[UL]
    [LI]Clearfix: requires ":after" which means it is not IE friendly.[/LI]
    [LI]Empty Clearing Div is part what I was doing before, and part of the divitis I am talking about.. a tag used entirely for the sake of css.[/LI]
    [LI]Overflow:hidden/auto .. I knew about hidden, but not auto... I will have to experiment with that, I just thought auto put scrollers and required a fixed width and/ or height.. I think this might be something for me to try.. Thanks Ryan[/LI]
    It's technically any value other then visible (default) for the overflow to work.

    overflow:auto was the first value used, however IE would sometimes put scrollbars and that was quite annoying. Overflow:hidden is now the preferred choice (unless you need something hanging out of the container) because no scrollbars appear
    [LI]Set a new block context (display:table etc): do you mean on the container? Hmmm, it seems to function.. and I suppose display:table would not have side effects on the container or it's children... I will have to experiment with it on IE and other browsers [/LI]
    IE7 down don't support display:table and I don't neccessarily recommend it because of that fact, and plus there are much other better options
    Setting the text-indent.. i will have to fine tune that.. but I think I see what you mean.


    Thanks again for the insight, Ryan.
    I just mean (assuming the <ul> or <ol> have padding or margin) setting the <li> to have text-indent:-2em; or whatever lol )
    Always looking for web design/development work.
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  5. #5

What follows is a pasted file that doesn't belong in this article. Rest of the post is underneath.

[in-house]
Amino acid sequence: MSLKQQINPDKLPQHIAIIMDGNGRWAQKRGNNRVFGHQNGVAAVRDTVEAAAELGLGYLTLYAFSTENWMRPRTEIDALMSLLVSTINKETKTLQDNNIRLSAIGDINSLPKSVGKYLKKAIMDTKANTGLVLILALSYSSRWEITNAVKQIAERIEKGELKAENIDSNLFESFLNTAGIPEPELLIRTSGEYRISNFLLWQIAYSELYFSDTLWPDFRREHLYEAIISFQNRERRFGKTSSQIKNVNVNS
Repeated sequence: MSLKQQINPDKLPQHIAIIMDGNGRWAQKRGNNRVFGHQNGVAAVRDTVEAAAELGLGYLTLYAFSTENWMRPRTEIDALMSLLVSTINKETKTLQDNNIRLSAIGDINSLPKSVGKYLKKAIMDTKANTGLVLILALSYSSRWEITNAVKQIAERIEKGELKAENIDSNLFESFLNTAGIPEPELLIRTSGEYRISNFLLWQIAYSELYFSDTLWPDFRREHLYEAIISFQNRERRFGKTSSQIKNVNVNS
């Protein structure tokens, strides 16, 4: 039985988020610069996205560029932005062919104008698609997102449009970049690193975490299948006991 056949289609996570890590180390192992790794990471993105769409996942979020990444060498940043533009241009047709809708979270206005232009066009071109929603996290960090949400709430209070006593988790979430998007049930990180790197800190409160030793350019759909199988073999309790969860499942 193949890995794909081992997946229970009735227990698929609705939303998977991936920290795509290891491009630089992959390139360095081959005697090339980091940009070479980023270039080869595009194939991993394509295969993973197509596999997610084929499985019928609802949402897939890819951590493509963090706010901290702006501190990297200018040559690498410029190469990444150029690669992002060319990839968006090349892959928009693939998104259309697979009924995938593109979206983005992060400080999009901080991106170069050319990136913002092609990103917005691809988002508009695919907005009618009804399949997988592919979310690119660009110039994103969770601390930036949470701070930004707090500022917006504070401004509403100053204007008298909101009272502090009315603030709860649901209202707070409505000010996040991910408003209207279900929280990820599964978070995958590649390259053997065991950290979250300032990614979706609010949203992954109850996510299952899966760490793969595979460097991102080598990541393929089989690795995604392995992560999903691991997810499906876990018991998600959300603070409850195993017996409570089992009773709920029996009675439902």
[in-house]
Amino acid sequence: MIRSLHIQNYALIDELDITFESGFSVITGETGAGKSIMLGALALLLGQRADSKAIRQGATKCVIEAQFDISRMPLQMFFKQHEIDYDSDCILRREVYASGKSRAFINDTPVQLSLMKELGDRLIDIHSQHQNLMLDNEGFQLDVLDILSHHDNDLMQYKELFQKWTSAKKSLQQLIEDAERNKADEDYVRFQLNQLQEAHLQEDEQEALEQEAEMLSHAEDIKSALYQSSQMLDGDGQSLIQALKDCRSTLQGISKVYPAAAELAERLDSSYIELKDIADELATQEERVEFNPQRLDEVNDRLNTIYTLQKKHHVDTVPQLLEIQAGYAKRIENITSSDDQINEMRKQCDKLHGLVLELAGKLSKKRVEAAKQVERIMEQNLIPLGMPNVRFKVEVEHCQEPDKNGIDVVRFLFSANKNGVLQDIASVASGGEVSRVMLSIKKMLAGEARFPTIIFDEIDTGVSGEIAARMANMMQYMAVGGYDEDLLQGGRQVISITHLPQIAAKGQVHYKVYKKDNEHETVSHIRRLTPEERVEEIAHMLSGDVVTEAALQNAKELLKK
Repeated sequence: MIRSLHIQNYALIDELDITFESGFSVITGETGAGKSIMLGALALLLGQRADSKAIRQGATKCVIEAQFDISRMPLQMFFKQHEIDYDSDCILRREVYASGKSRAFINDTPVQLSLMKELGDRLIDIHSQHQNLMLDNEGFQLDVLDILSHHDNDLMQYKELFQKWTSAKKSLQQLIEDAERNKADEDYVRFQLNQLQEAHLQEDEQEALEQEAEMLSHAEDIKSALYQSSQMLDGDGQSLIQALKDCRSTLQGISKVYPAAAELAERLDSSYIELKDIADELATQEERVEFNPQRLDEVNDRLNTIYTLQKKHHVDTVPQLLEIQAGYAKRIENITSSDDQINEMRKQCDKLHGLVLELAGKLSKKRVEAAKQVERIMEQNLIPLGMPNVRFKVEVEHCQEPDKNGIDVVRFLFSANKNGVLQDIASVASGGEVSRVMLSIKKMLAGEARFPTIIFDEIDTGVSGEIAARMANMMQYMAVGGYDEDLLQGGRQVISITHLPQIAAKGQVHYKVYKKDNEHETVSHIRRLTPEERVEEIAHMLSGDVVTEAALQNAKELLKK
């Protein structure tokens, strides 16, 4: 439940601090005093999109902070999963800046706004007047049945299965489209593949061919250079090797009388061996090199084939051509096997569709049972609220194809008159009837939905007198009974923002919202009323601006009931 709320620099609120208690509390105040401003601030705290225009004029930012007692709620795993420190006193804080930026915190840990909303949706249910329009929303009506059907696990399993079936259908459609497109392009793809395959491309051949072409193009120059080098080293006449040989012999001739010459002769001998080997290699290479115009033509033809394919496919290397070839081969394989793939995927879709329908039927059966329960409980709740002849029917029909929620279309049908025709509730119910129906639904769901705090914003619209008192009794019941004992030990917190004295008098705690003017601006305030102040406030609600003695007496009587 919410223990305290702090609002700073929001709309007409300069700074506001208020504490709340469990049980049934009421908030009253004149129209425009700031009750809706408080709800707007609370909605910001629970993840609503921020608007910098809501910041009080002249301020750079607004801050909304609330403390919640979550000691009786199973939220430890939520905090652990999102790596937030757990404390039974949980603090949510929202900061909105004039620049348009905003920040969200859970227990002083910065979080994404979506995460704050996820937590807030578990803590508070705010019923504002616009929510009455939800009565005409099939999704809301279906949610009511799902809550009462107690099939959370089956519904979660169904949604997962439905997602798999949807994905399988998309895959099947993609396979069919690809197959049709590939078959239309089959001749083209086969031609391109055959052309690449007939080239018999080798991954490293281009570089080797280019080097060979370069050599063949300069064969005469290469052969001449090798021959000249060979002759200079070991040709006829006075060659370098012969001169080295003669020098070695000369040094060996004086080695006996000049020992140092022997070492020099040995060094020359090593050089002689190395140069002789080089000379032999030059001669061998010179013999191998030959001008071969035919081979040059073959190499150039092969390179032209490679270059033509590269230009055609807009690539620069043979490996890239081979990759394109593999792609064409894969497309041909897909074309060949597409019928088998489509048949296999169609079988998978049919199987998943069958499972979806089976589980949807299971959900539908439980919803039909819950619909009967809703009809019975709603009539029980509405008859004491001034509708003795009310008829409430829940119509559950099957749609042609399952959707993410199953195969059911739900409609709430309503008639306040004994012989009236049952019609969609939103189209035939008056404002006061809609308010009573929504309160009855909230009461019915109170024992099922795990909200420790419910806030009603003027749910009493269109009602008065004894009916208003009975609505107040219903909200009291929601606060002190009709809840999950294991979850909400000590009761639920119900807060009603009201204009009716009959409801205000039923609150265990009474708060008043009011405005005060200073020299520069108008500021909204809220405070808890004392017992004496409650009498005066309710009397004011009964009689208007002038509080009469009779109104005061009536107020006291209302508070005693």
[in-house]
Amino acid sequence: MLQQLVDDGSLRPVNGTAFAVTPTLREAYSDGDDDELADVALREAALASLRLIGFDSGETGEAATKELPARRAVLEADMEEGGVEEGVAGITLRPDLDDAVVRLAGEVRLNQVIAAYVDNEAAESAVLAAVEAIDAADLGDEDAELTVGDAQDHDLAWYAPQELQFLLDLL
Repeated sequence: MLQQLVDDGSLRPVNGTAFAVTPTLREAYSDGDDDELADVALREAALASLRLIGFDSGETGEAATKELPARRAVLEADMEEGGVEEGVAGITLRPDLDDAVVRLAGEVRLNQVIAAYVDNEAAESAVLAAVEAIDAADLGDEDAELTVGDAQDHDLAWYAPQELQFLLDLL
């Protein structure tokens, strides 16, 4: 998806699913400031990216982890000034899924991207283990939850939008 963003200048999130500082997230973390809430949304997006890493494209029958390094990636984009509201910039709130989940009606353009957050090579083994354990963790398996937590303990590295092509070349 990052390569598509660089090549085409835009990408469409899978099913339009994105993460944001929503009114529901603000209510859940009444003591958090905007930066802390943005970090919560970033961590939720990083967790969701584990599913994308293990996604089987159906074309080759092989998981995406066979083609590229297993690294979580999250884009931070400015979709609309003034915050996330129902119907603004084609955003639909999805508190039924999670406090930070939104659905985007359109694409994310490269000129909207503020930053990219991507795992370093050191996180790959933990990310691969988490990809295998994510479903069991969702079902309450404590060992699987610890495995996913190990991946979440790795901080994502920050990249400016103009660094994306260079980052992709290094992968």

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    wow, thats an in depth clearfix.

    what I meant by setting text indent was relative values.

    li, ul { margin:0; padding:0}
    #container{background: pink;width:10em}
    li {padding:10px; padding-left:2em; text-indent: -1.25em}
    li:hover{background: cyan}
    ul { list-style-position: inside}
    <div id="container">

    <ul>
    <li> M Something bla blah blah and stuff
    <li> something bla blah blah and stuff
    <li> something bla blah blah and stuff
    <li> something bla blah blah and stuff
    <li> something bla blah blah and stuff
    <li> something bla blah blah and stuff

    </ul>


    </div>


    thats your method working perfectly ( on FF/ safari at least). I am just trying to figure WHY/ HOW I arrived tho the values=>padding-left:2em; text-indent: -1.25em.


  6. #6
    billycundiff{float:left;} silver trophybronze trophy RyanReese's Avatar
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    Well if the padding(or margin) set on the <ul> or <ol> is 2em. You could set a text-indent:-2em, however, you have to account that the bullets take up room as well.

    PS-The bullets are covered with a b ackground (the <li>'s backgrounbd) in your code.

    Post your example of the background "not being in the <ul>"
    Always looking for web design/development work.
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  7. #7
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    are the bullets not showing in the PCs side? ( am on a mac and it works as I wanted, the LIs stretch the width of the UL -- its a pink bg but when you hover on a LI its a cyan rectangle which encompasses BOTH the bullet AND the text. This, btw is exactly the behavior i wanted with that minimal markup.

    My previous Q, which you answered, was just about the web-math : TEXT INDENT= -1 x (padding-left - estimated width of bullet). YAY math!

  8. #8
    billycundiff{float:left;} silver trophybronze trophy RyanReese's Avatar
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    The bullets are showing..I thought you meant...gah..I needa sleep some more..

    I hate math..but I'm glad it's helping you out.

    If you have everything answered now I'll take my leave .
    Always looking for web design/development work.